Can Drinking Alcohol Cause a Sore Throat?

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Drinking alcohol may contribute to a sore throat.
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When you wake up after a night of several alcoholic drinks, you might be met with a dry mouth, headache and sore throat. Alcohol-induced dehydration may be the cause of your scratchy throat, but a weakened immune system could be the culprit, too.

If you're planning to have a few drinks during a night out, be sure to drink plenty of water and prioritize a good night of sleep. However, if you do wake up feeling dehydrated and scratchy, skip the hair of the dog and opt for some warm tea.

Read more: 14 Wine Questions You Might Be Afraid to Ask

Alcohol and Dehydration

There's a reason you're often told to drink plenty of water after having a few drinks. Alcohol has a diuretic effect, which means it increases how frequently you urinate, according to the American Addiction Centers. This is why alcohol can lead to dehydration, causing symptoms like sore throat, thirst, headache or dry mouth.

Dehydration of any kind (alcohol-induced, too) can cause dryness in your mouth, causing a sore throat. Often, alcohol-induced dehydration is known as a hangover, which can also cause symptoms like fatigue, headache, poor sleep or dizziness, per the Mayo Clinic.

In some cases, the circumstances surrounding alcohol consumption can also cause a sore throat. If you're in a bar or restaurant, speaking too loudly may cause muscle tension or voice strain, which can also lead to tightness in your throat, according to Duke University Health. Exposure to secondhand smoke may have the same affect, too.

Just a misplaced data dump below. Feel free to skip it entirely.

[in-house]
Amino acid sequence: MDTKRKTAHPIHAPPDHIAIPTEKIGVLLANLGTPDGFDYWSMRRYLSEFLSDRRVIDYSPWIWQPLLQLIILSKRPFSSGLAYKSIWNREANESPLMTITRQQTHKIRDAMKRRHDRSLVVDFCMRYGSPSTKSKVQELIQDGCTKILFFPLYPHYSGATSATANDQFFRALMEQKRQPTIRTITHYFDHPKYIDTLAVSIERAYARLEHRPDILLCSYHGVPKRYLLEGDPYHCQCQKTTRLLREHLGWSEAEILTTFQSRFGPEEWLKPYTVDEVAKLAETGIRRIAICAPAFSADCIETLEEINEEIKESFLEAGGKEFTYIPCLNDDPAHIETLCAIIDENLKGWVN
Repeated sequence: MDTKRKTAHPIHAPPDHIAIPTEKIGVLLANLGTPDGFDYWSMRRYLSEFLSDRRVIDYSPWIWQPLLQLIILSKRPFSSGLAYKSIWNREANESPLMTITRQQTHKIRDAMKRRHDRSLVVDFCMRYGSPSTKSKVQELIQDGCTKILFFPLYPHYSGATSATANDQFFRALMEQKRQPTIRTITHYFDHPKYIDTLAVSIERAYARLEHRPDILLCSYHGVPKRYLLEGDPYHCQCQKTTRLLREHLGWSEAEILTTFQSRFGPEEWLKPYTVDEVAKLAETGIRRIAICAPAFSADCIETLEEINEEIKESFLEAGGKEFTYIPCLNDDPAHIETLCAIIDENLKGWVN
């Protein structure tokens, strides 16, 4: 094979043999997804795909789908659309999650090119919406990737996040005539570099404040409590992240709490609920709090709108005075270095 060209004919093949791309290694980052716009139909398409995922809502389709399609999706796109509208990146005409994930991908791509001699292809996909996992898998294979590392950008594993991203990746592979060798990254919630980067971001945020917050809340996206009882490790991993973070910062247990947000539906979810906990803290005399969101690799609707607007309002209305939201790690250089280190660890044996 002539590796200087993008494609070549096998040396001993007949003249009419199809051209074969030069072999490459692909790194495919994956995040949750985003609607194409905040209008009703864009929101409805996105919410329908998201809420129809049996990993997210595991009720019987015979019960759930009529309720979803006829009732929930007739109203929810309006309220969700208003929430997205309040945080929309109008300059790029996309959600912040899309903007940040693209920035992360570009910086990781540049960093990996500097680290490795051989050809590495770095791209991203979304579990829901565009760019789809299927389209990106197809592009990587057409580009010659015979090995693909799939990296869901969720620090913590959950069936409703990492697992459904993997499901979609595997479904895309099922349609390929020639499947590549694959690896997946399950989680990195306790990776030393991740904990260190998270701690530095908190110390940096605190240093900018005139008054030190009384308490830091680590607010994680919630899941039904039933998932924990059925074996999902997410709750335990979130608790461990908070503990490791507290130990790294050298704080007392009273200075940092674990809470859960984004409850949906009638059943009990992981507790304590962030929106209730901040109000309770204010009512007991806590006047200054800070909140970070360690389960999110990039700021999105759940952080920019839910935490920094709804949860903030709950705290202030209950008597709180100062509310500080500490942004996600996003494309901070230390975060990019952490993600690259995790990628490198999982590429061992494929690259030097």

Read more: 8 Hydration Mistakes You're Probably Making and How to Fix Them

Alcohol and Your Immune System

Alcohol consumption can also cause a weakening of the immune system, impairing your body's ability to defend itself against infection, according to a 2015 article published in Alcohol Research. Drinking alcohol can also hinder your body's ability to recover from injury or sickness.

Alcohol's damage to your immune system can make you more susceptible to illness, which is another likely cause of sore throat. Viral infections, like the cold or the flu, are actually the most common cause of soreness in the throat, according to the Mayo Clinic.

Sipping warm tea can help rehydrate you and relieve the pain of a sore throat.
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Healing Your Sore Throat

Depending on the cause of your sore throat, there are several measures you can take to soothe your pain. Getting plenty of rest is the first thing to prioritize if you're feeling pain or soreness, recommends the Mayo Clinic. Especially if you're experiencing any of the other common hangover symptoms, plenty of rest will likely make you feel better.

Drinking plenty of fluids (like water or tea) can also help you rehydrate and alleviate any dryness. You can also mix a half teaspoon of salt in a glass of water to create a saltwater gargle to temporarily relieve the pain, according to the Mayo Clinic. But be sure to avoid caffeine and (of course) more alcoholic beverages, which can further dehydrate you.

If your sore throat is accompanied by a cold or flu, though, you may want to take some added measures if your symptoms persist. In addition to sipping plenty of liquids and prioritizing your rest, you can try over-the-counter cold or cough medications, according to the Mayo Clinic. But if you experience fever or digestive unrest, you may want to consult your doctor.

Is This an Emergency?

To reduce the risk of spreading COVID-19 infections, it is best to call your doctor before leaving the house if you are experiencing a high fever, shortness of breath or another, more serious symptom.
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